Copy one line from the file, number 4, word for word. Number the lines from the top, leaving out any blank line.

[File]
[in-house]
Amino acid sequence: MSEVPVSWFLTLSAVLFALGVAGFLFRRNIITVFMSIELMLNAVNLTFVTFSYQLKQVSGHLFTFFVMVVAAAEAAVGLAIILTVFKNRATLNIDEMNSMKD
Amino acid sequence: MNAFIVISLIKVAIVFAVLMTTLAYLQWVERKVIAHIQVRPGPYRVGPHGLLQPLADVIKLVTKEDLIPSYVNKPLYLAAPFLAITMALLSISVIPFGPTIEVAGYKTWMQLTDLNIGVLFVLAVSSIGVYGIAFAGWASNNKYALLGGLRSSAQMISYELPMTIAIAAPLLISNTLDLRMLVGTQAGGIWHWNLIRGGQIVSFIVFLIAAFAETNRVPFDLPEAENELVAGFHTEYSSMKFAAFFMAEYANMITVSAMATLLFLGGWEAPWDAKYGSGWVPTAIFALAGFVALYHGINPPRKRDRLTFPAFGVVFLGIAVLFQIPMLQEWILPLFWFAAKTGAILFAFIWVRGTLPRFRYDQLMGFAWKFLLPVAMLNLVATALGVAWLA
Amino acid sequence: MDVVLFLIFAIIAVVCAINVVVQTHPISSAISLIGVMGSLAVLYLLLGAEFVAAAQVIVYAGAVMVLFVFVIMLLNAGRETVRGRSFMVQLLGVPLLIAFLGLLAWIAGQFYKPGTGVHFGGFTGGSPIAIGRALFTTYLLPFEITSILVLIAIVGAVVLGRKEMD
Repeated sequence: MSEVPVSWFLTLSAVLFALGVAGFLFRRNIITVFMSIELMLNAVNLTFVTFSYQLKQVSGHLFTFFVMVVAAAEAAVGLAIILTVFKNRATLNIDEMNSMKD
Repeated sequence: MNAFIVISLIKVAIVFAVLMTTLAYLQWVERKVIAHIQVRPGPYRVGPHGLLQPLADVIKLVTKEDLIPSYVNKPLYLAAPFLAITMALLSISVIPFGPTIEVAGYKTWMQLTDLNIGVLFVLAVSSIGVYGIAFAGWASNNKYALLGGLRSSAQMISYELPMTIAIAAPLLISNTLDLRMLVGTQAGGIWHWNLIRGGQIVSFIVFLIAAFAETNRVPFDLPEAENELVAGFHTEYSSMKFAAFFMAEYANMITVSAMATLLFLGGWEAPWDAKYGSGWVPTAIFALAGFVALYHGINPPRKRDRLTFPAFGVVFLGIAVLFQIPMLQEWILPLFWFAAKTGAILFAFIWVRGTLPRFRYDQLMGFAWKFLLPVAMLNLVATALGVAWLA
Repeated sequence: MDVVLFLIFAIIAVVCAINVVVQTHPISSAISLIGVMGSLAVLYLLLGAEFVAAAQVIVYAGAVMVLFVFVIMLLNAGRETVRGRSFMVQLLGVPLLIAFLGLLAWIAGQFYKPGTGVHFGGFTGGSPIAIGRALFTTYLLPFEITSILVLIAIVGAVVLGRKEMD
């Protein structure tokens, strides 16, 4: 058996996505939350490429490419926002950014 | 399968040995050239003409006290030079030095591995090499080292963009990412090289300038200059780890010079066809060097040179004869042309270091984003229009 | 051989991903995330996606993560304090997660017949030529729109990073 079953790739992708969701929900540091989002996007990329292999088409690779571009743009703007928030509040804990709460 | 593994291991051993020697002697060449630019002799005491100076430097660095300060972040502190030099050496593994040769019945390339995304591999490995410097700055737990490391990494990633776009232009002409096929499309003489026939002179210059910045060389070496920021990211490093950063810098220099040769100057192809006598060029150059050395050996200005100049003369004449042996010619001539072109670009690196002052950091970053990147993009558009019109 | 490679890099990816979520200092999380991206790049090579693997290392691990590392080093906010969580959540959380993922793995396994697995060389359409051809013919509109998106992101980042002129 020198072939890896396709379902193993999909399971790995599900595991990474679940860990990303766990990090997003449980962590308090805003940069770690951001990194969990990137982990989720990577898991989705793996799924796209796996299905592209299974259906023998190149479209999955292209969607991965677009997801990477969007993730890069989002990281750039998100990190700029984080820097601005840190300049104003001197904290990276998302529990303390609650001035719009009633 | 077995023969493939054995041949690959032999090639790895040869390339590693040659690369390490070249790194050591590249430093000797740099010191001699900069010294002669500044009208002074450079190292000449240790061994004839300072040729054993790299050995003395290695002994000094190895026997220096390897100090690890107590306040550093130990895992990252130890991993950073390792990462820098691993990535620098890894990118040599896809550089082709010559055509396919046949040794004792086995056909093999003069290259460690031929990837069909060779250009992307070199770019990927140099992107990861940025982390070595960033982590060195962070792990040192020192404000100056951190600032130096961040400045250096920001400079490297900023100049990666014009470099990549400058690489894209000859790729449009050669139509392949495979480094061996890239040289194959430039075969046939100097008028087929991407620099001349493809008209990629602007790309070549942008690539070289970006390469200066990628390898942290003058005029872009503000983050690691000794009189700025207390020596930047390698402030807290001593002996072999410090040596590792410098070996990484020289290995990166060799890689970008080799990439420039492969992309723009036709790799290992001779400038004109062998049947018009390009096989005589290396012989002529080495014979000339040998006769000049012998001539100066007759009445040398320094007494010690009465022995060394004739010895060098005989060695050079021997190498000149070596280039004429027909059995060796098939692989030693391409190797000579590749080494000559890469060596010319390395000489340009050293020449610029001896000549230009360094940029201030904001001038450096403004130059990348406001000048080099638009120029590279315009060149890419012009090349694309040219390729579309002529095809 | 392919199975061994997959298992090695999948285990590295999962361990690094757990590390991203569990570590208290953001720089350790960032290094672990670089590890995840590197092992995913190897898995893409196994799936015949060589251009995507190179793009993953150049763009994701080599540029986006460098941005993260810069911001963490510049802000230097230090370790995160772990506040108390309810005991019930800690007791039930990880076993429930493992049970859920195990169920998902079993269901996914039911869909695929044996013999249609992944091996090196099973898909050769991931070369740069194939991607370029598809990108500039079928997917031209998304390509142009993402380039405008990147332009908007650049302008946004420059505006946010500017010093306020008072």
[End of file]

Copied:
Amino acid sequence: MDVVLFLIFAIIAVVCAINVVVQTHPISSAISLIGVMGSLAVLYLLLGAEFVAAAQVIVYAGAVMVLFVFVIMLLNAGRETVRGRSFMVQLLGVPLLIAFLGLLAWIAGQFYKPGTGVHFGGFTGGSPIAIGRALFTTYLLPFEITSILVLIAIVGAVVLGRKEMD